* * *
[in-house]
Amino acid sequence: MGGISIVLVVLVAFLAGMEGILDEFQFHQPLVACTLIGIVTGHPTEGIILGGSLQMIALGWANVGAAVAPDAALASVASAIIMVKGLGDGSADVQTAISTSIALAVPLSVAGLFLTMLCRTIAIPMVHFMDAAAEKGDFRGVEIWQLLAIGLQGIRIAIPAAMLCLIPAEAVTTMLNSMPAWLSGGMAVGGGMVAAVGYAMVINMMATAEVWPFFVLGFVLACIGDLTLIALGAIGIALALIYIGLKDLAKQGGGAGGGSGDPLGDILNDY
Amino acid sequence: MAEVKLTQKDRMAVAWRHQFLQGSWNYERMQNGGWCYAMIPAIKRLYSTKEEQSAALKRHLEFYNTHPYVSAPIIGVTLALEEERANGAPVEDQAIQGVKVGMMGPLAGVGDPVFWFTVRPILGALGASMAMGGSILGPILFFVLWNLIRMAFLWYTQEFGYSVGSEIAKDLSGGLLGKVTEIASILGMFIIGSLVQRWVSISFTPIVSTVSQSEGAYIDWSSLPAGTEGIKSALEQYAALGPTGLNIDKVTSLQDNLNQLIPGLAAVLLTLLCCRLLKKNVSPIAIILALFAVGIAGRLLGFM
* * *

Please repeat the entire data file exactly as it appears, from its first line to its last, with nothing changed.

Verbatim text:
[in-house]
Amino acid sequence: MGGISIVLVVLVAFLAGMEGILDEFQFHQPLVACTLIGIVTGHPTEGIILGGSLQMIALGWANVGAAVAPDAALASVASAIIMVKGLGDGSADVQTAISTSIALAVPLSVAGLFLTMLCRTIAIPMVHFMDAAAEKGDFRGVEIWQLLAIGLQGIRIAIPAAMLCLIPAEAVTTMLNSMPAWLSGGMAVGGGMVAAVGYAMVINMMATAEVWPFFVLGFVLACIGDLTLIALGAIGIALALIYIGLKDLAKQGGGAGGGSGDPLGDILNDY
Amino acid sequence: MAEVKLTQKDRMAVAWRHQFLQGSWNYERMQNGGWCYAMIPAIKRLYSTKEEQSAALKRHLEFYNTHPYVSAPIIGVTLALEEERANGAPVEDQAIQGVKVGMMGPLAGVGDPVFWFTVRPILGALGASMAMGGSILGPILFFVLWNLIRMAFLWYTQEFGYSVGSEIAKDLSGGLLGKVTEIASILGMFIIGSLVQRWVSISFTPIVSTVSQSEGAYIDWSSLPAGTEGIKSALEQYAALGPTGLNIDKVTSLQDNLNQLIPGLAAVLLTLLCCRLLKKNVSPIAIILALFAVGIAGRLLGFM